Why do IO lists not make use of the String.Chars protocol?

Hello, I just learned a couple of days ago that IO lists are a thing, and while playing around with them I ran into something that didn’t work when I expected that it would, and I’m curious if it’s something that just isn’t supported at the moment, or if there is some reason it shouldn’t work.

What I expected to work: a struct that implements String.Chars can be used in an IO list directly


defmodule Test do
  defstruct []

defimpl String.Chars, for: Test do
  def to_string(_v), do: "it worked!"

Using the contrived example above I expected the following lines would have the same result:

IO.puts "Aaaand...#{%Test{}}"
IO.puts ["Aaaand...", %Test{}]

…but the second line results in an argument error.

I can however make it work if I call to_string explicitly:

IO.puts ["Aaaand...", to_string(%Test{})]
Aaaand...it worked!

I’d love to know why this is the case (as well as if what I tried to do is silly and ruins the performance benefit somehow).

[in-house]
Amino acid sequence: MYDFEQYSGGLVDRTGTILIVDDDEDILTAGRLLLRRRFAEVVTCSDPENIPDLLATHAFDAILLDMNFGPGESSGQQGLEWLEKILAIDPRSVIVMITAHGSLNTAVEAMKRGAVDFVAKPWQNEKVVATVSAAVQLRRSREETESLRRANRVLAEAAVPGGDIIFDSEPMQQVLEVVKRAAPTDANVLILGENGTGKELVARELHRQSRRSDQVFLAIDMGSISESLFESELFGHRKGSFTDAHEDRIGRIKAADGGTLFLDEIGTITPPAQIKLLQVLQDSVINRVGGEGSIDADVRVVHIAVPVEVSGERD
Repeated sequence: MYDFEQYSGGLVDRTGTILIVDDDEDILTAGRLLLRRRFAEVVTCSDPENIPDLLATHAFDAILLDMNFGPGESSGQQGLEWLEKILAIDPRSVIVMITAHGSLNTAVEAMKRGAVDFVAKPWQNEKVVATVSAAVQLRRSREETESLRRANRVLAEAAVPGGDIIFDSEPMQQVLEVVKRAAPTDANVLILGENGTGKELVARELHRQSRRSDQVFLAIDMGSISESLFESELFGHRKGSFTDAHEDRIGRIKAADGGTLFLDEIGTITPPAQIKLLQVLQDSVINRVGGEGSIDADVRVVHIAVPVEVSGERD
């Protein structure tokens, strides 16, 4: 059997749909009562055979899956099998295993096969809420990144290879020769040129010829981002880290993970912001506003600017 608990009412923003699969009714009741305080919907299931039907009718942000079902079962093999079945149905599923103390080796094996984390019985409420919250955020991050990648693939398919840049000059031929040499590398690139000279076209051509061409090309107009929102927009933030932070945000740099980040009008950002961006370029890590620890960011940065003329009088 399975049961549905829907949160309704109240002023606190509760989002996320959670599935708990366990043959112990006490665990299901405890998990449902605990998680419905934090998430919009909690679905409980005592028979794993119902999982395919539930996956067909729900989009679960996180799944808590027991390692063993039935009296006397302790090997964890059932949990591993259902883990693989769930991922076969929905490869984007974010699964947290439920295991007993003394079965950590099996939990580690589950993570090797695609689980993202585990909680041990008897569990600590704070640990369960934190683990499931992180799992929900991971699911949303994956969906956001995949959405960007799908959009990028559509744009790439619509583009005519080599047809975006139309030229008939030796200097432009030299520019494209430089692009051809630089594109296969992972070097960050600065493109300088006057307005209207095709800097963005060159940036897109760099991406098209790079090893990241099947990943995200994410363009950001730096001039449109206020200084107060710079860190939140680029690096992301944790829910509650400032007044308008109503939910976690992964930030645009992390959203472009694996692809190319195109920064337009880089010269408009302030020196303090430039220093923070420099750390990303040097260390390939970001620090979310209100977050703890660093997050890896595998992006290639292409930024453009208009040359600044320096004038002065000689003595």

Elixir apparently delegates IO list processing to Erlang and/or the BEAM:

  @spec puts(device, chardata | String.Chars.t) :: :ok
  def puts(device \\ :stdio, item) do
    :io.put_chars map_dev(device), [to_chardata(item), ?\n]

  defp to_chardata(list) when is_list(list), do: list
  defp to_chardata(other), do: to_string(other)

To get the behavior you expect, Elixir would have to call to_string/1 on each item in the list. I lack context for the design decision, but it’s an interesting question.


You already said it… Elixir would need to resolve the protocols before handing over to erlang, this would eat up about every advantage that IO-lists gave us before hand, especially in the case when there are only nested IO-lists.


Ouch ok yeah that makes total sense, and explicitly calling to_string is definitely the better compromise. Thanks for digging into the source like that!